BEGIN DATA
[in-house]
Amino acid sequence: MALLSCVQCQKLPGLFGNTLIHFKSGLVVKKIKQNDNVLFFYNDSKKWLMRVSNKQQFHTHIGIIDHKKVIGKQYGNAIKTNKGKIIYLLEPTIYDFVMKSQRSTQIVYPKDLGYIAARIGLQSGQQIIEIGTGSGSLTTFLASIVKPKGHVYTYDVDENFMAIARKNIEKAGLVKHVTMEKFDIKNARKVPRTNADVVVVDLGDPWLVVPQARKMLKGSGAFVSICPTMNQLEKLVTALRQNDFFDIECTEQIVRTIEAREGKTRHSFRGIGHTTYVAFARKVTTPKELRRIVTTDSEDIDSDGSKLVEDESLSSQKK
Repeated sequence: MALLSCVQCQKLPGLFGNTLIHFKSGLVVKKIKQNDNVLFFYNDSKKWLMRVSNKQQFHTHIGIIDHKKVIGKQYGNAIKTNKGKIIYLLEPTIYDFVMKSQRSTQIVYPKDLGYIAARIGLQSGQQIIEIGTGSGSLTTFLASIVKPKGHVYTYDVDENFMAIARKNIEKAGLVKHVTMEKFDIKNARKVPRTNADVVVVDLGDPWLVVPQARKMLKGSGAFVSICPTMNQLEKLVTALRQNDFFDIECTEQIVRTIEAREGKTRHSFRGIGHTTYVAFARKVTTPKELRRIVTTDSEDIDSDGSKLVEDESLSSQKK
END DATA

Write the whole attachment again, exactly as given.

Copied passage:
[in-house]
Amino acid sequence: MALLSCVQCQKLPGLFGNTLIHFKSGLVVKKIKQNDNVLFFYNDSKKWLMRVSNKQQFHTHIGIIDHKKVIGKQYGNAIKTNKGKIIYLLEPTIYDFVMKSQRSTQIVYPKDLGYIAARIGLQSGQQIIEIGTGSGSLTTFLASIVKPKGHVYTYDVDENFMAIARKNIEKAGLVKHVTMEKFDIKNARKVPRTNADVVVVDLGDPWLVVPQARKMLKGSGAFVSICPTMNQLEKLVTALRQNDFFDIECTEQIVRTIEAREGKTRHSFRGIGHTTYVAFARKVTTPKELRRIVTTDSEDIDSDGSKLVEDESLSSQKK
Repeated sequence: MALLSCVQCQKLPGLFGNTLIHFKSGLVVKKIKQNDNVLFFYNDSKKWLMRVSNKQQFHTHIGIIDHKKVIGKQYGNAIKTNKGKIIYLLEPTIYDFVMKSQRSTQIVYPKDLGYIAARIGLQSGQQIIEIGTGSGSLTTFLASIVKPKGHVYTYDVDENFMAIARKNIEKAGLVKHVTMEKFDIKNARKVPRTNADVVVVDLGDPWLVVPQARKMLKGSGAFVSICPTMNQLEKLVTALRQNDFFDIECTEQIVRTIEAREGKTRHSFRGIGHTTYVAFARKVTTPKELRRIVTTDSEDIDSDGSKLVEDESLSSQKK